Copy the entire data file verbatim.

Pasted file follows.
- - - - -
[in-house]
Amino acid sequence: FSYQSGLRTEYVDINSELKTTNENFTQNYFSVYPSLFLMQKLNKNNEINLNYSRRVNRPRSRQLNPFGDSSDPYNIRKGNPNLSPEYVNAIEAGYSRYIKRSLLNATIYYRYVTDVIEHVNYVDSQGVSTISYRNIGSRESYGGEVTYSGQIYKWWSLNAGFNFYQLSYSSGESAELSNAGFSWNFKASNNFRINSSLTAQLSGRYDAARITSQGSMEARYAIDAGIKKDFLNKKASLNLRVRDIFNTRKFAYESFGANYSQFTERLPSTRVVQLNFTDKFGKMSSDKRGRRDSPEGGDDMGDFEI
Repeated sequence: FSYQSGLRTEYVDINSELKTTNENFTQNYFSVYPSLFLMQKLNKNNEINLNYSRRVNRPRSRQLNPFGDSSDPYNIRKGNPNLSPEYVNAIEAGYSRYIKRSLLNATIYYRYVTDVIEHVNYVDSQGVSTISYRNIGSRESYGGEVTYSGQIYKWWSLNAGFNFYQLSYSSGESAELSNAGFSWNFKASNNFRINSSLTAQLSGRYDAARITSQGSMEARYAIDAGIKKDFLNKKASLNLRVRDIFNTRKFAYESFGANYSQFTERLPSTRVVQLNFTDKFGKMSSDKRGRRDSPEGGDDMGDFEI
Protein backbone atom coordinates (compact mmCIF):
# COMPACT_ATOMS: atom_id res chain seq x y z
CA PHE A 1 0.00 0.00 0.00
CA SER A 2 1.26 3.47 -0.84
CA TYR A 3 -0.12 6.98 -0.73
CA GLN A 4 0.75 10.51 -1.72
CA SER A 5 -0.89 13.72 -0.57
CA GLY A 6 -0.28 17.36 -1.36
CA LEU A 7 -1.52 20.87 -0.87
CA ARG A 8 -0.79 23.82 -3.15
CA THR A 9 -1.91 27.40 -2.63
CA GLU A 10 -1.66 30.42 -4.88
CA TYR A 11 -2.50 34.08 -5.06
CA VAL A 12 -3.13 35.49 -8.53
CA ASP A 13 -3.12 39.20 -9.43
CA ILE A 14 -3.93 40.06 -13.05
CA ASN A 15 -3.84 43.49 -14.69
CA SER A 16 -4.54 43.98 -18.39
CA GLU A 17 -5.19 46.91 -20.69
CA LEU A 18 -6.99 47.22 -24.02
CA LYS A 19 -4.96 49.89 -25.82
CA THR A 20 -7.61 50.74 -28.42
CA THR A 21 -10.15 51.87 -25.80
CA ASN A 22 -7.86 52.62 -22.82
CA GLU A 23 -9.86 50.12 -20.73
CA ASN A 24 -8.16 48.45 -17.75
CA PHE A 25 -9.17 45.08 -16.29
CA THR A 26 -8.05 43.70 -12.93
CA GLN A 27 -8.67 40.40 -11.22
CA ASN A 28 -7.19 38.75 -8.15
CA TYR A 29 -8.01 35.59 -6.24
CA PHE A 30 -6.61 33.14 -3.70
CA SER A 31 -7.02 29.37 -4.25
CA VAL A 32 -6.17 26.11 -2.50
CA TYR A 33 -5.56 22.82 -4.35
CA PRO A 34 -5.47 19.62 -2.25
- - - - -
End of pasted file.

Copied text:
[in-house]
Amino acid sequence: FSYQSGLRTEYVDINSELKTTNENFTQNYFSVYPSLFLMQKLNKNNEINLNYSRRVNRPRSRQLNPFGDSSDPYNIRKGNPNLSPEYVNAIEAGYSRYIKRSLLNATIYYRYVTDVIEHVNYVDSQGVSTISYRNIGSRESYGGEVTYSGQIYKWWSLNAGFNFYQLSYSSGESAELSNAGFSWNFKASNNFRINSSLTAQLSGRYDAARITSQGSMEARYAIDAGIKKDFLNKKASLNLRVRDIFNTRKFAYESFGANYSQFTERLPSTRVVQLNFTDKFGKMSSDKRGRRDSPEGGDDMGDFEI
Repeated sequence: FSYQSGLRTEYVDINSELKTTNENFTQNYFSVYPSLFLMQKLNKNNEINLNYSRRVNRPRSRQLNPFGDSSDPYNIRKGNPNLSPEYVNAIEAGYSRYIKRSLLNATIYYRYVTDVIEHVNYVDSQGVSTISYRNIGSRESYGGEVTYSGQIYKWWSLNAGFNFYQLSYSSGESAELSNAGFSWNFKASNNFRINSSLTAQLSGRYDAARITSQGSMEARYAIDAGIKKDFLNKKASLNLRVRDIFNTRKFAYESFGANYSQFTERLPSTRVVQLNFTDKFGKMSSDKRGRRDSPEGGDDMGDFEI
Protein backbone atom coordinates (compact mmCIF):
# COMPACT_ATOMS: atom_id res chain seq x y z
CA PHE A 1 0.00 0.00 0.00
CA SER A 2 1.26 3.47 -0.84
CA TYR A 3 -0.12 6.98 -0.73
CA GLN A 4 0.75 10.51 -1.72
CA SER A 5 -0.89 13.72 -0.57
CA GLY A 6 -0.28 17.36 -1.36
CA LEU A 7 -1.52 20.87 -0.87
CA ARG A 8 -0.79 23.82 -3.15
CA THR A 9 -1.91 27.40 -2.63
CA GLU A 10 -1.66 30.42 -4.88
CA TYR A 11 -2.50 34.08 -5.06
CA VAL A 12 -3.13 35.49 -8.53
CA ASP A 13 -3.12 39.20 -9.43
CA ILE A 14 -3.93 40.06 -13.05
CA ASN A 15 -3.84 43.49 -14.69
CA SER A 16 -4.54 43.98 -18.39
CA GLU A 17 -5.19 46.91 -20.69
CA LEU A 18 -6.99 47.22 -24.02
CA LYS A 19 -4.96 49.89 -25.82
CA THR A 20 -7.61 50.74 -28.42
CA THR A 21 -10.15 51.87 -25.80
CA ASN A 22 -7.86 52.62 -22.82
CA GLU A 23 -9.86 50.12 -20.73
CA ASN A 24 -8.16 48.45 -17.75
CA PHE A 25 -9.17 45.08 -16.29
CA THR A 26 -8.05 43.70 -12.93
CA GLN A 27 -8.67 40.40 -11.22
CA ASN A 28 -7.19 38.75 -8.15
CA TYR A 29 -8.01 35.59 -6.24
CA PHE A 30 -6.61 33.14 -3.70
CA SER A 31 -7.02 29.37 -4.25
CA VAL A 32 -6.17 26.11 -2.50
CA TYR A 33 -5.56 22.82 -4.35
CA PRO A 34 -5.47 19.62 -2.25